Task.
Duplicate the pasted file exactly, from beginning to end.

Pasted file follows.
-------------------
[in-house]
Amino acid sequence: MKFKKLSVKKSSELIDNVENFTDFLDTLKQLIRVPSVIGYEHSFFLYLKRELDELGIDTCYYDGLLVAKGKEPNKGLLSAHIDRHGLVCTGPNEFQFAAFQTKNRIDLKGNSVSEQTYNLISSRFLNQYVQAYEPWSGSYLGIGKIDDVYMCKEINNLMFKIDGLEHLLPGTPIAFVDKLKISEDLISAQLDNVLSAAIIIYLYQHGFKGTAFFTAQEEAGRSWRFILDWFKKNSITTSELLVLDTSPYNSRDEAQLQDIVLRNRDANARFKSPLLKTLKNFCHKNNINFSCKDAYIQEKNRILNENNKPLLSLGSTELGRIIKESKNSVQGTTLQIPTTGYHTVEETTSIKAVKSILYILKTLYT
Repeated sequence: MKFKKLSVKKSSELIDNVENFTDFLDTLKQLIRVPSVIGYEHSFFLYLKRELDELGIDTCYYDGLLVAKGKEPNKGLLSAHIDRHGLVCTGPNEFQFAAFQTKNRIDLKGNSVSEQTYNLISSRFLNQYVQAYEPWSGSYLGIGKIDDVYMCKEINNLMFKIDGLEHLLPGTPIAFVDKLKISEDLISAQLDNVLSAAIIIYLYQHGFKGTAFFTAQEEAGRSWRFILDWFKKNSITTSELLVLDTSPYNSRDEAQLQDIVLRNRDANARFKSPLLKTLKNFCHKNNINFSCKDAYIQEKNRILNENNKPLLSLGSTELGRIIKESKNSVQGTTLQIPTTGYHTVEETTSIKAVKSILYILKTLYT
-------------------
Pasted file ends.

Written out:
[in-house]
Amino acid sequence: MKFKKLSVKKSSELIDNVENFTDFLDTLKQLIRVPSVIGYEHSFFLYLKRELDELGIDTCYYDGLLVAKGKEPNKGLLSAHIDRHGLVCTGPNEFQFAAFQTKNRIDLKGNSVSEQTYNLISSRFLNQYVQAYEPWSGSYLGIGKIDDVYMCKEINNLMFKIDGLEHLLPGTPIAFVDKLKISEDLISAQLDNVLSAAIIIYLYQHGFKGTAFFTAQEEAGRSWRFILDWFKKNSITTSELLVLDTSPYNSRDEAQLQDIVLRNRDANARFKSPLLKTLKNFCHKNNINFSCKDAYIQEKNRILNENNKPLLSLGSTELGRIIKESKNSVQGTTLQIPTTGYHTVEETTSIKAVKSILYILKTLYT
Repeated sequence: MKFKKLSVKKSSELIDNVENFTDFLDTLKQLIRVPSVIGYEHSFFLYLKRELDELGIDTCYYDGLLVAKGKEPNKGLLSAHIDRHGLVCTGPNEFQFAAFQTKNRIDLKGNSVSEQTYNLISSRFLNQYVQAYEPWSGSYLGIGKIDDVYMCKEINNLMFKIDGLEHLLPGTPIAFVDKLKISEDLISAQLDNVLSAAIIIYLYQHGFKGTAFFTAQEEAGRSWRFILDWFKKNSITTSELLVLDTSPYNSRDEAQLQDIVLRNRDANARFKSPLLKTLKNFCHKNNINFSCKDAYIQEKNRILNENNKPLLSLGSTELGRIIKESKNSVQGTTLQIPTTGYHTVEETTSIKAVKSILYILKTLYT